“Too often guys are so insecure and wrapped up in their own egos, that they don’t recognize what makes the music strong. I don’t care if it’s a duo or a 200 piece orchestra—you still have a role within that circumstance. I compare it to athletics. You just can’t win it by yourself! You’ve got to be part of a team. And that’s one of the things that a person has to recognize. That spiritual perception and the fact that you’re part of a team. And it’s important for the bass player and the drummer to really lock up. Every individual has to recognize, especially if you’re playing the drums—you might be playing too loud! And you adjust your volume to allow that spiritual perception to take over so that you can tune in to what’s happening, and become a part of that total experience as it happens. There is no set pattern or formula for that. It defies analyzation and it’s a very intuitive ability that an individual just has to learn to be sensitive to.
“I’ve been very fortunate to play with a lot of different guys: Max Roach, Roy Haynes, Philly Joe, Art Blakey and Elvin Jones! You have to know how to make certain kinds of adjustments. They way I walk my lines, for instance, in playing with Max, it’s not totally different but there’s an adjustment that has to be made. As an individual, Max has a unique approach to how he phrases, how he breathes and the intuitive rhythm he feels. I can’t go in and gorilla my way with Max like I would with Philly Joe. I have to make those kind of adjustments. It’s important for all the instruments to do that, but it is a special kind of thing where the bass player and the drummer have to form what I call a ‘marriage.’ This is something that Percy Heath taught me back in the Fifties when I was studying with him.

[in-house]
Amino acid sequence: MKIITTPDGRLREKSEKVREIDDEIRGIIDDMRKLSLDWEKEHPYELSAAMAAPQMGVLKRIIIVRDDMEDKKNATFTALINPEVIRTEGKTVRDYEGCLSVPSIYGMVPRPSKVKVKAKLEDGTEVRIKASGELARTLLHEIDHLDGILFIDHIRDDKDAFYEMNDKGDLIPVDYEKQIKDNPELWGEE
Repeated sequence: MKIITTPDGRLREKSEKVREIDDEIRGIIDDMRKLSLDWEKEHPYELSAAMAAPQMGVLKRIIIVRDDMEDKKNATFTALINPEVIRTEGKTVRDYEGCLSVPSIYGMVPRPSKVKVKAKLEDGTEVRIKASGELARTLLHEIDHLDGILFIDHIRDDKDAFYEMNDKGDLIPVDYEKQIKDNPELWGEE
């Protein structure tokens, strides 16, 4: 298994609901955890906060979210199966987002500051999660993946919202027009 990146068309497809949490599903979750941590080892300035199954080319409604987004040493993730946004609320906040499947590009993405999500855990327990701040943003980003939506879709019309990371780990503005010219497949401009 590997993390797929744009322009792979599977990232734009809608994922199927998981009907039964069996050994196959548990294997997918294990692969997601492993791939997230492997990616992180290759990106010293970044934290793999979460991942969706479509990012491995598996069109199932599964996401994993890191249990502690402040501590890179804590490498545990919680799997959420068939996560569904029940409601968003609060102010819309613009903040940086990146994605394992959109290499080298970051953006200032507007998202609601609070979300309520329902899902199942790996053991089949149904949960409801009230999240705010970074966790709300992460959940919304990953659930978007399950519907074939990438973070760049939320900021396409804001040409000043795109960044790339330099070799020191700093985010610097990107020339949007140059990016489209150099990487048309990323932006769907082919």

“The fault with most drummers is they get carried away, mesmerized by the sound of the instrument. Drummers blow it because they don’t think of themselves as playing a melodic instrument. They think of a sound and they just start beating. They don’t realize that you have to develop a whole range of inner ability to control the instrument so that you can produce different pitches. And there are a variety of ways you can achieve that. The way you tune your drums, the way you strike it, what part of the drumhead you hit, for instance. Just like all this stuff with electronic drums. Okay, so it’s a new innovation. All these guys that are experimenting with that stuff, they haven’t even learned, for the most part, how to play the basic instrument, or to develop the full range of dynamics, colors, pitches, and timbres that you can get out of the multiple percussion set-up. Guys don’t realize the many colors they can explore and get into and that it takes time! And it takes a very sensitive person dealing with it from that spiritual aspect that I’m talking about. You know, them flams might be shams! It’s just like a plumber with a wrench. Just ’cause you got a wrench doesn’t mean that you can install a bathtub or a shower unit for somebody. You got to know what you’re doing. The wrench is just a means to an end.
“The spiritual part is very important. It just ain’t about practicing all the basic rudiments and saying ‘Oh man I really did it. I practiced 8 hours and got all my rudiments down.’ Okay, but can you make any music out of that? If you can’t put it together to convey a complete thought to communicate something and project something to people it doesn’t mean a thing.”
“Someone who is aware of the placement of the beat by the bass player and what kind of notes the bass player plays. “They don’t tune their drums correctly. That’s very common.”
Miroslav Vitous: Acoustic and Electric Bass, studio and live performer. Founding member of Weather Report.
“Musicality. Being musical. Dynamics. Listen to everybody in the group and be musical about it. Do not overpower the rest of the group. Dynamics has a lot to do with it. That’s the number one thing. Number two, just as important, a drummer must have great time.
“Faults would be slowing down or speeding up, or not listening enough so that the whole thing doesn’t come together. All of a sudden everybody goes apart and everybody’s downbeat is in a different place. Overpowering volume is another common fault.”